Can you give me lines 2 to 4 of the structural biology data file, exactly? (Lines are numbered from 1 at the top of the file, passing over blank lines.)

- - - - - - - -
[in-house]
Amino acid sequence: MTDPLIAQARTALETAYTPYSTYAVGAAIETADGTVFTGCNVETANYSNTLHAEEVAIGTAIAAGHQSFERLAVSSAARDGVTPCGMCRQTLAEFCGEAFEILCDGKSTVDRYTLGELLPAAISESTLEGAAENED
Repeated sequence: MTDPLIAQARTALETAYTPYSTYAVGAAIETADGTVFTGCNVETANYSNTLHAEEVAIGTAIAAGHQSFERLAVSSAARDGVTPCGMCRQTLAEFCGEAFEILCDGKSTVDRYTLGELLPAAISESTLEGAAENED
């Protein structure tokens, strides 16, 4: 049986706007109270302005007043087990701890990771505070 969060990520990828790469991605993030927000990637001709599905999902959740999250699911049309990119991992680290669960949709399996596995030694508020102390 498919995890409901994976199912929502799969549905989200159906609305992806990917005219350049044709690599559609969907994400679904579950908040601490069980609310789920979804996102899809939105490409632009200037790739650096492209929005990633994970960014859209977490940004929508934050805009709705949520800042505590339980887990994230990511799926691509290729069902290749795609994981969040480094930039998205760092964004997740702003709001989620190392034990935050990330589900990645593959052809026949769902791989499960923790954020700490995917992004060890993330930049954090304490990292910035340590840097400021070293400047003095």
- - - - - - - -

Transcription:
Amino acid sequence: MTDPLIAQARTALETAYTPYSTYAVGAAIETADGTVFTGCNVETANYSNTLHAEEVAIGTAIAAGHQSFERLAVSSAARDGVTPCGMCRQTLAEFCGEAFEILCDGKSTVDRYTLGELLPAAISESTLEGAAENED
Repeated sequence: MTDPLIAQARTALETAYTPYSTYAVGAAIETADGTVFTGCNVETANYSNTLHAEEVAIGTAIAAGHQSFERLAVSSAARDGVTPCGMCRQTLAEFCGEAFEILCDGKSTVDRYTLGELLPAAISESTLEGAAENED
């Protein structure tokens, strides 16, 4: 049986706007109270302005007043087990701890990771505070 969060990520990828790469991605993030927000990637001709599905999902959740999250699911049309990119991992680290669960949709399996596995030694508020102390 498919995890409901994976199912929502799969549905989200159906609305992806990917005219350049044709690599559609969907994400679904579950908040601490069980609310789920979804996102899809939105490409632009200037790739650096492209929005990633994970960014859209977490940004929508934050805009709705949520800042505590339980887990994230990511799926691509290729069902290749795609994981969040480094930039998205760092964004997740702003709001989620190392034990935050990330589900990645593959052809026949769902791989499960923790954020700490995917992004060890993330930049954090304490990292910035340590840097400021070293400047003095």